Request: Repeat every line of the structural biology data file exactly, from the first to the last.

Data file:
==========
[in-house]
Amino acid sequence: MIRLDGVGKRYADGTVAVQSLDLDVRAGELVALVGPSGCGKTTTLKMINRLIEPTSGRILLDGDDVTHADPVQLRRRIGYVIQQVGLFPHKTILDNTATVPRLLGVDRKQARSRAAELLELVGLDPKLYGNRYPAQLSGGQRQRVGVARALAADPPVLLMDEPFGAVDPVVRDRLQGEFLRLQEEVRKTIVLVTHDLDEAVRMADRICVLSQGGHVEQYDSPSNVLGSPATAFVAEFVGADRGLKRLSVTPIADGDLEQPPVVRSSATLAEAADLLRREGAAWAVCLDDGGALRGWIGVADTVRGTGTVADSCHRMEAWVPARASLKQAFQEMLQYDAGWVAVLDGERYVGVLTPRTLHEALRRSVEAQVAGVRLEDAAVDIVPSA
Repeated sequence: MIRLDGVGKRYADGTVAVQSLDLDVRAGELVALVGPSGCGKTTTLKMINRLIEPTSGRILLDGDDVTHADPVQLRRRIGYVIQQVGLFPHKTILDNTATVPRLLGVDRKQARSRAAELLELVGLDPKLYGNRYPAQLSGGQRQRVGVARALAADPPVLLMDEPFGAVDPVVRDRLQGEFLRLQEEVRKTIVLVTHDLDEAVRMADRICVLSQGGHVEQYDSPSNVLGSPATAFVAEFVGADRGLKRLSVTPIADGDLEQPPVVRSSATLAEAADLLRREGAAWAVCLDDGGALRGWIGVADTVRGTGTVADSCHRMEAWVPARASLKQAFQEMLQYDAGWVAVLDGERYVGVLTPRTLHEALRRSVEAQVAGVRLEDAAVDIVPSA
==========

[in-house]
Amino acid sequence: MIRLDGVGKRYADGTVAVQSLDLDVRAGELVALVGPSGCGKTTTLKMINRLIEPTSGRILLDGDDVTHADPVQLRRRIGYVIQQVGLFPHKTILDNTATVPRLLGVDRKQARSRAAELLELVGLDPKLYGNRYPAQLSGGQRQRVGVARALAADPPVLLMDEPFGAVDPVVRDRLQGEFLRLQEEVRKTIVLVTHDLDEAVRMADRICVLSQGGHVEQYDSPSNVLGSPATAFVAEFVGADRGLKRLSVTPIADGDLEQPPVVRSSATLAEAADLLRREGAAWAVCLDDGGALRGWIGVADTVRGTGTVADSCHRMEAWVPARASLKQAFQEMLQYDAGWVAVLDGERYVGVLTPRTLHEALRRSVEAQVAGVRLEDAAVDIVPSA
Repeated sequence: MIRLDGVGKRYADGTVAVQSLDLDVRAGELVALVGPSGCGKTTTLKMINRLIEPTSGRILLDGDDVTHADPVQLRRRIGYVIQQVGLFPHKTILDNTATVPRLLGVDRKQARSRAAELLELVGLDPKLYGNRYPAQLSGGQRQRVGVARALAADPPVLLMDEPFGAVDPVVRDRLQGEFLRLQEEVRKTIVLVTHDLDEAVRMADRICVLSQGGHVEQYDSPSNVLGSPATAFVAEFVGADRGLKRLSVTPIADGDLEQPPVVRSSATLAEAADLLRREGAAWAVCLDDGGALRGWIGVADTVRGTGTVADSCHRMEAWVPARASLKQAFQEMLQYDAGWVAVLDGERYVGVLTPRTLHEALRRSVEAQVAGVRLEDAAVDIVPSA